Culture Making is now archived. Enjoy five years of reflections on culture worth celebrating.
For more about the book and Andy Crouch, please visit andy-crouch.com.

Posts tagged painting

image
Water Flames Passage II (10 x 10 in., gold and mineral pigments on paper), by Makoto Fujimura, from the exhibition Charis, at the Dillon Gallery, New York City, through 2 Aug 2008
Nate:
Andy:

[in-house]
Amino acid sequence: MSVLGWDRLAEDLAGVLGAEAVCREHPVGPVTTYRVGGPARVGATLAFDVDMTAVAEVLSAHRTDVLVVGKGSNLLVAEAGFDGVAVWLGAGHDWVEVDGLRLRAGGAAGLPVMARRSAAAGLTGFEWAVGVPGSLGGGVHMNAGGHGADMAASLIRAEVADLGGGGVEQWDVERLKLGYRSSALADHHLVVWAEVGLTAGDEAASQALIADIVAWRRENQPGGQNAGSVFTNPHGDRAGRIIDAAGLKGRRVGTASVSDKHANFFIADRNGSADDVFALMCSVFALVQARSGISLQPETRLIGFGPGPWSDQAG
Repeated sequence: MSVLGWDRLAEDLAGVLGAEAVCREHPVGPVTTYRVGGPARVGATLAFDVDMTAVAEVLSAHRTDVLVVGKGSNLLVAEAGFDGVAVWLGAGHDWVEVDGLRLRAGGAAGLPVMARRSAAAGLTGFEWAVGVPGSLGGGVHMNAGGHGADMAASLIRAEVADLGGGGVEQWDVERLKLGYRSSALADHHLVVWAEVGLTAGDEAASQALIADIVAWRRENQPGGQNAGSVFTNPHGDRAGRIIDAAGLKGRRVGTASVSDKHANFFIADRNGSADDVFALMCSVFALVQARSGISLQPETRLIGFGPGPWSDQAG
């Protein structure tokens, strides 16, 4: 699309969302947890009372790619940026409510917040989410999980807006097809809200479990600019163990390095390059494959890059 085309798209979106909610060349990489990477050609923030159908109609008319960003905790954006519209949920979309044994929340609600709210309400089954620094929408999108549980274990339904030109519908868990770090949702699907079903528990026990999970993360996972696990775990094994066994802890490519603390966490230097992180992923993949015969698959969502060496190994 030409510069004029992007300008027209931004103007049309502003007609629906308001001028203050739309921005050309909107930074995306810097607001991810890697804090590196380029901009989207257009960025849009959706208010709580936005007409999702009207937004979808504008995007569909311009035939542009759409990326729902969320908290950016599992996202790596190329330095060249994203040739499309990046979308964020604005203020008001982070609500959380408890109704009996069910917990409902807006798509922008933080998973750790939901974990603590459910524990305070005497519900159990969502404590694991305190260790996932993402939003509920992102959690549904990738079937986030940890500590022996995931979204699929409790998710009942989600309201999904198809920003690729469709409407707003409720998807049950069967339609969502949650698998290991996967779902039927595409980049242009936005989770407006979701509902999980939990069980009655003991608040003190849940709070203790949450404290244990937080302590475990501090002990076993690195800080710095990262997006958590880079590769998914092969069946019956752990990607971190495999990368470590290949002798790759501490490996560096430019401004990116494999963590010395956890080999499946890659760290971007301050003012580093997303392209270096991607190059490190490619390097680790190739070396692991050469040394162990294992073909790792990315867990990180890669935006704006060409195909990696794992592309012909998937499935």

[The cave at] Chauvet was a bombshell. . . . Its earliest paintings are at least thirty-two thousand years old, yet they are just as sophisticated as much later compositions. What emerged with that revelation was an image of Paleolithic artists transmitting their techniques from generation to generation for twenty-five millennia with almost no innovation or revolt. A profound conservatism in art, [author George] Curtis notes, is one of the hallmarks of a “classical civilization.” For the conventions of cave painting to have endured four times as long as recorded history, the culture it served, he concludes, must have been “deeply satisfying”—and stable to a degree it is hard for modern humans to imagine.